Tuesday 1 Ramadan 1442 - 13 April 2021

Does she have to insert a piece of cotton to check whether her menses has ended, or is it sufficient to wait for twenty-four hours and then do ghusl?


We have read a great deal on your website and other websites which says that one of the signs of the end of menses apart from the white discharge is complete dryness, and the guideline is for the woman to wipe the place or insert a piece of cotton, and if it comes out free from any trace of colour, then menses is over. My question is: is it obligatory to do this type of checking with cotton and the like in this manner, or is the aim behind it only to verify the end of menses, which may be done in any way? Usually this woman waits for twenty-four hours, then if nothing comes out on her clothes – and she knows that her period is usually seven or eight days – then without wiping with cotton she does ghusl and prays. Is this correct, or must she wipe to check?


Praise be to Allah.

Firstly: the signs of the end of a woman’s menses

A woman may know that her menses has ended by one of two signs:

1 – dryness, which is when the bleeding and yellowish and brownish discharges stop. This may be determined by inserting a piece of cotton and the like, and it comes out clean with no trace of what we have mentioned above.

2 – the white discharge, which is a liquid like plaster. Many women do not see this white discharge. If there is dryness, that is sufficient to deem the menses over, and there is no need to wait for the white discharge.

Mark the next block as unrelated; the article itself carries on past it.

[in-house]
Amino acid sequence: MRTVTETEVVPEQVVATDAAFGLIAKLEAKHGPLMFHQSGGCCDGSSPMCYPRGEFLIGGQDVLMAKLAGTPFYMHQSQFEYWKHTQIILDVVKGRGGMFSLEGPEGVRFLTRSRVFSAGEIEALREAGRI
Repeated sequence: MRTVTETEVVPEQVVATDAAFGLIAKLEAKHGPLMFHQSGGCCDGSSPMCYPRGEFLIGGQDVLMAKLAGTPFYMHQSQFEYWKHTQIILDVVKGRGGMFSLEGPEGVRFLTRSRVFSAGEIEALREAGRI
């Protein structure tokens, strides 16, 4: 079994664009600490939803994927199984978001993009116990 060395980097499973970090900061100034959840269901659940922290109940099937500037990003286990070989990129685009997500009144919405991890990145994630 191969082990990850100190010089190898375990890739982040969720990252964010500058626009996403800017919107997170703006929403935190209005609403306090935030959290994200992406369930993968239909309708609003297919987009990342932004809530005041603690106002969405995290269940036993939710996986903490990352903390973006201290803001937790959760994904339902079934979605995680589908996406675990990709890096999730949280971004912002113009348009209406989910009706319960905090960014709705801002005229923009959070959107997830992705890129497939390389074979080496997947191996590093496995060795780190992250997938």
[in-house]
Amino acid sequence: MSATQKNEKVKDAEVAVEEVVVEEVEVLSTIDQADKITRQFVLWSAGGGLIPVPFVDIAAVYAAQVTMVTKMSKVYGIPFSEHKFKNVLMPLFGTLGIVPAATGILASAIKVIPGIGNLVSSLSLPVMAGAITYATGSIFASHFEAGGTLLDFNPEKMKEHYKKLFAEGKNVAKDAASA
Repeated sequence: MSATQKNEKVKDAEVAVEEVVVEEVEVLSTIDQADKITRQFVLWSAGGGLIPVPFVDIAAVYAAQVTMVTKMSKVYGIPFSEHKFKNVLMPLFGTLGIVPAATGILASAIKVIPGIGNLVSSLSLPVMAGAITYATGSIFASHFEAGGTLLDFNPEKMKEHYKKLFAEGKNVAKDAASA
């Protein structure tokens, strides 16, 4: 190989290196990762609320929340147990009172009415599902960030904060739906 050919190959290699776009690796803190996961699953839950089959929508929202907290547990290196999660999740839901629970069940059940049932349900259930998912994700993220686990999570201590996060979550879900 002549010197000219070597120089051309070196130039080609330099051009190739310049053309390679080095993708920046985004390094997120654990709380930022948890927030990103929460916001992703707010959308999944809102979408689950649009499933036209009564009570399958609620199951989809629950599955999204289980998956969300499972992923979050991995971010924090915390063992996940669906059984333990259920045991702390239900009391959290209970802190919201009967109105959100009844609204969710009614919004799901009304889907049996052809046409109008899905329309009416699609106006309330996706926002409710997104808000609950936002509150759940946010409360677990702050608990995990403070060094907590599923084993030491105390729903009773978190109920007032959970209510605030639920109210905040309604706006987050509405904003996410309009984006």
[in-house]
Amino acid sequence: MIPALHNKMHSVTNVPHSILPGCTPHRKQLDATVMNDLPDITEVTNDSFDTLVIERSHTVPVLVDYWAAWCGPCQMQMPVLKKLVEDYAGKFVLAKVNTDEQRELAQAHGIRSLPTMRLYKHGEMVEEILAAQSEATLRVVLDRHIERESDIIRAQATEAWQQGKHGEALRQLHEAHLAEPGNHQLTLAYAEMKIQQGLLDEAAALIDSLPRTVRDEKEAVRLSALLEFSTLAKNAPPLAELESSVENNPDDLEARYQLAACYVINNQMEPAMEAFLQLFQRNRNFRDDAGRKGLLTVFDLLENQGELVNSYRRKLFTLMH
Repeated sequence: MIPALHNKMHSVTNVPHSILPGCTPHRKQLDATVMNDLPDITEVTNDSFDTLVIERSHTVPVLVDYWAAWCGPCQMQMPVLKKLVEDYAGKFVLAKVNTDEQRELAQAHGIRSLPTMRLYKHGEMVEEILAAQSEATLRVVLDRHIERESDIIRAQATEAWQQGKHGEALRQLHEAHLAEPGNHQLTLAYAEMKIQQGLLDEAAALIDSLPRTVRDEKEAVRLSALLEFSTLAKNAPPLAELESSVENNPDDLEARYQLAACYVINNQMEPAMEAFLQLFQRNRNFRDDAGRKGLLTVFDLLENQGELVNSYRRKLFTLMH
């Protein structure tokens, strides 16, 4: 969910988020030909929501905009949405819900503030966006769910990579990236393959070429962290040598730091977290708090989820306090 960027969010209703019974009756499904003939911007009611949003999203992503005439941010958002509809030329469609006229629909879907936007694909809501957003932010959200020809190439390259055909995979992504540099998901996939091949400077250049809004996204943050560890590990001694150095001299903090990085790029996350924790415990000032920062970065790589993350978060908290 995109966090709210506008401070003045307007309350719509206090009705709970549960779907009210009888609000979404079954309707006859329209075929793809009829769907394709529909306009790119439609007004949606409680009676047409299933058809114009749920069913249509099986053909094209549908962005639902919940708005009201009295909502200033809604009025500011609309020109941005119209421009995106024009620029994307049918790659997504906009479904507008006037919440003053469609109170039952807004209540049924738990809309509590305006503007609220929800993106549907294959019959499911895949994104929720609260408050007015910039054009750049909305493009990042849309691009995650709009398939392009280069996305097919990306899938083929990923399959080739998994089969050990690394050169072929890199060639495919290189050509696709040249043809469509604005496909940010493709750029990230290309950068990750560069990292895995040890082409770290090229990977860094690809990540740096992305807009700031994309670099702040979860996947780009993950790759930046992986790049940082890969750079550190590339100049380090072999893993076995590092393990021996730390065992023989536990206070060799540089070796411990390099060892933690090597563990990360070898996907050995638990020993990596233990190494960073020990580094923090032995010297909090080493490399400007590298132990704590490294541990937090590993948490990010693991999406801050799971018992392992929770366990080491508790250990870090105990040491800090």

Al-Baaji said in al-Muntaqa Sharh al-Muwatta’ (1/119): What is usually the case is that the end of menses may be verified in two ways:

[The first is] the white discharge. ‘Ali ibn Ziyaad narrated from Maalik that it resembles semen. Ibn al-Qaasim narrated from Maalik that is resembles urine.

The second thing is dryness. That is when a woman inserts cotton or cloth into her vagina, and it comes out dry with no trace of blood on it.

Women vary in that regard. Some of them usually see the white discharge, and some usually see dryness. In the case of one who usually sees one of the two, when she sees it, it is deemed that her menses has ended. End quote.

Secondly: Making sure that menses has ended

If your menses usually lasts for seven or eight days, then at the end of the seventh day you should look to see whether your menses has ended or not. It is not valid to wait for twenty-four hours, and then do ghusl without inserting a piece of cotton and the like, and without emission of the white discharge. That is for two reasons:

The first is that menses may end at the end of the seventh day, so your method could result in missing prayers and obligatory fasts.

The second is that menses may continue until after the eighth day, in which case your ghusl – without checking whether menses has in fact ended – will not be valid.

Based on that, you must check, by inserting cotton, and it is not sufficient merely to wipe the outside, let alone waiting for some time and then doing ghusl.